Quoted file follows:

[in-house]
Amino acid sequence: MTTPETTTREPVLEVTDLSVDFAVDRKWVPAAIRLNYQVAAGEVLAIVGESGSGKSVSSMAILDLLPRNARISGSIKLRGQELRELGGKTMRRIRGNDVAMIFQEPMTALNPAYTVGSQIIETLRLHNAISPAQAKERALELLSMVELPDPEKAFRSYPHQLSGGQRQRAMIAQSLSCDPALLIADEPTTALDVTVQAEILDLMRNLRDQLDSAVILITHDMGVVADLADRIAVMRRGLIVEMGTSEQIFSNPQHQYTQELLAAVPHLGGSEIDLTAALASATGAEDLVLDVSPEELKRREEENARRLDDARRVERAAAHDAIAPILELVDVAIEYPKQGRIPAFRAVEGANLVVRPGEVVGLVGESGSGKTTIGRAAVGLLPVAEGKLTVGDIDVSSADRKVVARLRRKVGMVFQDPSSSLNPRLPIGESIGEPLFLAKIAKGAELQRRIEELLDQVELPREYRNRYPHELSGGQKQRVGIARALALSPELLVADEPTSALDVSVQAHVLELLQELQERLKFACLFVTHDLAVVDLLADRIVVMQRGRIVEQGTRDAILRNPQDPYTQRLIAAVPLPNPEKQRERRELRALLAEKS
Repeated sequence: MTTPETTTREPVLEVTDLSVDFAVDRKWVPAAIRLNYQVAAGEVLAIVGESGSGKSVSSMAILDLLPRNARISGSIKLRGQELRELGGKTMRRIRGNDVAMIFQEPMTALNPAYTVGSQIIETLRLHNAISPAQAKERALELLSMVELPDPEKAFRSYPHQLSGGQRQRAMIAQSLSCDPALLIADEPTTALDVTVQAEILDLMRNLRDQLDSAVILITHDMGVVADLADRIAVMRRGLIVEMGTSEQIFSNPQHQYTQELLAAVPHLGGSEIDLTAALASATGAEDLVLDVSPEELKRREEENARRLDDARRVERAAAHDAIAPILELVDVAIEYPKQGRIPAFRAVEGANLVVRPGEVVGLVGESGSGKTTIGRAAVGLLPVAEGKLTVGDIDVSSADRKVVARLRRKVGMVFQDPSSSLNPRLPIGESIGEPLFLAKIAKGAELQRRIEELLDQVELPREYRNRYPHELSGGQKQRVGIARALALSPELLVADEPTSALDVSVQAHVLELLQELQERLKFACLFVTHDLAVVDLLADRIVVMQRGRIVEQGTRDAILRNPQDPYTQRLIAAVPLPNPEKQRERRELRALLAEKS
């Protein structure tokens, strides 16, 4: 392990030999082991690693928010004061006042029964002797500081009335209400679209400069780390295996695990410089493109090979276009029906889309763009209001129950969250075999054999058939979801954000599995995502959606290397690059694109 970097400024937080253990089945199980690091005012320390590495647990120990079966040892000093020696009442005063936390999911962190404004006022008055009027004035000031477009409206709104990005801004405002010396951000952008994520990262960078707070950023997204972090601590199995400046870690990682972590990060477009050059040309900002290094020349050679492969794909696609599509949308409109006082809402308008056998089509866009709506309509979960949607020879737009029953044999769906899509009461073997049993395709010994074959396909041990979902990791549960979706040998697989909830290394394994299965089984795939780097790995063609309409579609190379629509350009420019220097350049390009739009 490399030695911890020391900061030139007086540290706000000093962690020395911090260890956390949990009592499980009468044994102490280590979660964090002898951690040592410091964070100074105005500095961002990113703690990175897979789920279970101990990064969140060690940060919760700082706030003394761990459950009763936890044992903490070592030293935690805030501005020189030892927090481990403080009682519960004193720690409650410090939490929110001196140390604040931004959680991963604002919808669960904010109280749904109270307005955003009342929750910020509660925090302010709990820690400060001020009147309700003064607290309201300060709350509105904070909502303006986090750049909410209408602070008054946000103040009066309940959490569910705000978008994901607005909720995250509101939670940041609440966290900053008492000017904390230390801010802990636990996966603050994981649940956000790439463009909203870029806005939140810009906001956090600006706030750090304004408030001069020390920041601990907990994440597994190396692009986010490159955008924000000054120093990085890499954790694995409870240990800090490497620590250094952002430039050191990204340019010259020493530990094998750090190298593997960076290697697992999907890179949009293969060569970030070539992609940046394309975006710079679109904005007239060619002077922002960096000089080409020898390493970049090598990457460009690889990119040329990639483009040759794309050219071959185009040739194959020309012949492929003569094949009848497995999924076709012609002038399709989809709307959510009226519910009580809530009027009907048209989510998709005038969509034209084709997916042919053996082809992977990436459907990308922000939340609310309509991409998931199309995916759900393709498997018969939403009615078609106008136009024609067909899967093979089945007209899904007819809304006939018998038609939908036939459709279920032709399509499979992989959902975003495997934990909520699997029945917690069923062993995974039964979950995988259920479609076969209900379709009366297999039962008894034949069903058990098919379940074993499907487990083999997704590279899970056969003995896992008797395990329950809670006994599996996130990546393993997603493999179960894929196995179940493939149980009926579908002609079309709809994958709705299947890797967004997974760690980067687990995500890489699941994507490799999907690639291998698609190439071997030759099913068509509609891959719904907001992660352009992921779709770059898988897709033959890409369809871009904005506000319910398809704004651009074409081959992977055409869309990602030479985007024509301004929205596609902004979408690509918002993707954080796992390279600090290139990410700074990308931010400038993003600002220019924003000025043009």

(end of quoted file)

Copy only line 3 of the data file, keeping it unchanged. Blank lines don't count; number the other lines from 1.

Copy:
Repeated sequence: MTTPETTTREPVLEVTDLSVDFAVDRKWVPAAIRLNYQVAAGEVLAIVGESGSGKSVSSMAILDLLPRNARISGSIKLRGQELRELGGKTMRRIRGNDVAMIFQEPMTALNPAYTVGSQIIETLRLHNAISPAQAKERALELLSMVELPDPEKAFRSYPHQLSGGQRQRAMIAQSLSCDPALLIADEPTTALDVTVQAEILDLMRNLRDQLDSAVILITHDMGVVADLADRIAVMRRGLIVEMGTSEQIFSNPQHQYTQELLAAVPHLGGSEIDLTAALASATGAEDLVLDVSPEELKRREEENARRLDDARRVERAAAHDAIAPILELVDVAIEYPKQGRIPAFRAVEGANLVVRPGEVVGLVGESGSGKTTIGRAAVGLLPVAEGKLTVGDIDVSSADRKVVARLRRKVGMVFQDPSSSLNPRLPIGESIGEPLFLAKIAKGAELQRRIEELLDQVELPREYRNRYPHELSGGQKQRVGIARALALSPELLVADEPTSALDVSVQAHVLELLQELQERLKFACLFVTHDLAVVDLLADRIVVMQRGRIVEQGTRDAILRNPQDPYTQRLIAAVPLPNPEKQRERRELRALLAEKS